nissan leaf

As often happens, I was having a lively conversation with my friend Julie. We were talking about my driving over to see her house… which led perfectly into a conversation about my car.

I’m a traveler, I’ve driven all over the country just for fun. Then, last year I decided to go ‘all electric’ and purchased a Nissan Leaf. I had many important reasons in my head about why I wanted to do this; I was trying to support a new direction in the automotive industry, I wanted the pleasure of driving by gas stations, and I had thoughts about my Carbon Footprint. This decision, as most things in life, I probably hadn’t thought all the way through.

In hindsight it appears to me that my conscious brain chose a situation and my unconscious brain saw it as an opportunity to push me… Or, maybe I made a hasty decision.

My car gets about 90 miles to a charge. And, for 80% of my driving, that is actually just fine. I live on an island, that’s 10 miles long and 5 miles wide, so really it’s more like 95% of the time my car is perfect for my situation. Which to be fair, is really great.   It’s actually better than my last 3 cars.

The issue I hadn’t thought about was distance travel.  What will I do if I want to drive from Bainbridge Island to Portland or the Coast or Vancouver Canada? If I want to do that, I am going to have to stop a few times along the way and charge up. Depending on where I stop, it might take 2 – 6 hours. This is a bit of a hiccup from my perspective and it’s forced me to take the train a few times. Which is really nice and a good thing in it’s own way.  Because of my dependence on electrical charging stations for my car and the time requirements, I have to admit I’ve been a little leery of about leaving the island and I’ve created a very limiting story about actually going far off island in my car.

This hasn’t severely limited me in my normal driving, but it has impacted my willingness to jump in my car and drive off without a thought. I felt tethered.

Getting back to my conversation. As I was talking with Julie, we decided that I would drive to her house, on the far northeast of Seattle. This may not be a good commentary on me, but there was a part of me that felt a twinge of concern, my tether was pulling on my psyche. In my mind I was telling a story about how this will be about the farthest I have ever driven in my car.   I could feel myself stretching outside my car comfort zone. Stretching doesn’t always feel good in the moment, it seems to feel better when it’s over.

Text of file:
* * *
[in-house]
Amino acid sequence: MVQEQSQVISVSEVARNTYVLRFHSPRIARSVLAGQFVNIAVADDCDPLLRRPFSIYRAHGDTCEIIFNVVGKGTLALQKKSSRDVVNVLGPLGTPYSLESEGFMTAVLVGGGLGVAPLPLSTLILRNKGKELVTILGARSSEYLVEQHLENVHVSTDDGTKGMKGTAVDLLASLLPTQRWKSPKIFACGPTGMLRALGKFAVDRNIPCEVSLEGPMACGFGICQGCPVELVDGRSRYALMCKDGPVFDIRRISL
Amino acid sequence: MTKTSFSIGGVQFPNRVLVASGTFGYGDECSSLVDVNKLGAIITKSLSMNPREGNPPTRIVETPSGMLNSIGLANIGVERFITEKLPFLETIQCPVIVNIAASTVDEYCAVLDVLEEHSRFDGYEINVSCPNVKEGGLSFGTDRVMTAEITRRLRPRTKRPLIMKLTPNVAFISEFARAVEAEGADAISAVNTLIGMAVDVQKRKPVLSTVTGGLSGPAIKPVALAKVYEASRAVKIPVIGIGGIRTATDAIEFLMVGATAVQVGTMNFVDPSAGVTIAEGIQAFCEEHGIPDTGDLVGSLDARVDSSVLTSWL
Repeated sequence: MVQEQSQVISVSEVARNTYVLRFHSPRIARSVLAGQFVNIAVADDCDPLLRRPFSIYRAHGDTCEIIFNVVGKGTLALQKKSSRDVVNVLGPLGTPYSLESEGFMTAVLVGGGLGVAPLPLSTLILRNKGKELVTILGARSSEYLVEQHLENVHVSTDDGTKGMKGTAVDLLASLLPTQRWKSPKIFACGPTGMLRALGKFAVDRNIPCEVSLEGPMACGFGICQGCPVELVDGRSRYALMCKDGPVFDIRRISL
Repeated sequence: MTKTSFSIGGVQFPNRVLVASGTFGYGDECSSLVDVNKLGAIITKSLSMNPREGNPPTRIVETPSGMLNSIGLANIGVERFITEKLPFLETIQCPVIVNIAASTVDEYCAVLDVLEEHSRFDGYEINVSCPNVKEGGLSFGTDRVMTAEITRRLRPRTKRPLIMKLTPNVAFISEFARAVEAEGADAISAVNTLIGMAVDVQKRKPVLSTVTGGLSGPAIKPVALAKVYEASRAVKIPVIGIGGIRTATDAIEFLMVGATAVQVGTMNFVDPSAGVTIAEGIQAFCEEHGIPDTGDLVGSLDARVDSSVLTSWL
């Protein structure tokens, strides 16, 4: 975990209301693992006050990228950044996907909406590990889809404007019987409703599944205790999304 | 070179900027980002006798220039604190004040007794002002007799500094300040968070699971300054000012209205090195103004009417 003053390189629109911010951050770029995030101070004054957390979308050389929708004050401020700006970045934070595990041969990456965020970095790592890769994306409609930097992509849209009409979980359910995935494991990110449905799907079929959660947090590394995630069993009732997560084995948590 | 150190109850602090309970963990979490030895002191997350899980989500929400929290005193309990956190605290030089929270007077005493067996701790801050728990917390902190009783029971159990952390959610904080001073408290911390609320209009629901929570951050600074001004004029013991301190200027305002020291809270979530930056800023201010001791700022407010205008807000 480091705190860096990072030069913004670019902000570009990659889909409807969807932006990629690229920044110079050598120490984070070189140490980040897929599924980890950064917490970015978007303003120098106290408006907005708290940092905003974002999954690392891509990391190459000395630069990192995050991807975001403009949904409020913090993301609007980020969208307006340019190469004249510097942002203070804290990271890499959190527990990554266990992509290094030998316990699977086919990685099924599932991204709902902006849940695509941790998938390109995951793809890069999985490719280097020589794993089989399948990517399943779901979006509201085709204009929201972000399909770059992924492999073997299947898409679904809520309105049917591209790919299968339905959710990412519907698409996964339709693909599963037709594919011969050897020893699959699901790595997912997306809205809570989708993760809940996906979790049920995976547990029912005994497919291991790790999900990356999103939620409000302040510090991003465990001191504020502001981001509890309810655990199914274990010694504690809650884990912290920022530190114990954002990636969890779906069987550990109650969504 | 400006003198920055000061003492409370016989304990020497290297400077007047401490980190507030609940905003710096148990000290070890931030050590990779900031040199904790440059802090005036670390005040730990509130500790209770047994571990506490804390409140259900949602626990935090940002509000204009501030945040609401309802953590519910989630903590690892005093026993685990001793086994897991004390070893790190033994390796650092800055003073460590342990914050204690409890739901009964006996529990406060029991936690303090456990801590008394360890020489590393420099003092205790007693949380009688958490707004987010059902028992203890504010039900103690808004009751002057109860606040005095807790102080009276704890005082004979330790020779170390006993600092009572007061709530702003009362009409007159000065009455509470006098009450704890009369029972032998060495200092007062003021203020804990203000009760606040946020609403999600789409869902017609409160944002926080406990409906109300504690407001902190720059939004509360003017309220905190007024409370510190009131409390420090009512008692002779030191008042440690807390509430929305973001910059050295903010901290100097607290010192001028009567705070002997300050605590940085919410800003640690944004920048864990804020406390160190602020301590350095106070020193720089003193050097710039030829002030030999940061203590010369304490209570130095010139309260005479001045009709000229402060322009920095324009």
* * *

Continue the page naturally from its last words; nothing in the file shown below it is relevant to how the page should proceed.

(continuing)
Julie and I hammered out all the basics; yes, I can plug in when I get to her house; yes, she is willing to hang out with me for 4 hours, before she’ll show me the door; and, yes, I need to bring some wine because 4 hours is a stretch.

At the end of our negotiations, she tells me, that her house is only about 29 miles from the Ferry… All of the sudden it hits me that I am making limits where there really aren’t any.

I might not even need to charge my car… I will however still bring wine.

Aha! Isn’t this is what we do sometimes? We create stories in our heads that limit us. We grapple, we toss and turn, we worry, and then we work hard to find ways to stay safe or avoid. All the while, the truth is, we are just fine and we don’t need to be creating these limiting stories for ourselves. Lucky for me, this insight was motivating. I may be going “farther” than my experience has taken me in my car, but it’s an adventure. When I’m done and safely home, I think I’m going to feel great and ready to stretch a little further.

My four take always:

  1. We unconsciously choose situations that will push of out of our comfort zone. These situations offer us opportunities to get creative in problem solving, or help us learn to breathe through the discomfort.
  2. When we’re uncomfortable we tend to default to our most conservative self, telling ourselves the limiting stories in an attempt to stay safe.
  3. Once we shift our perspective, the whole situation can become an adventure.
  4. My car is actually perfect for me because it’s pushing me to stretch.

 Thank you Nissan Leaf, you’ve helped me grow!

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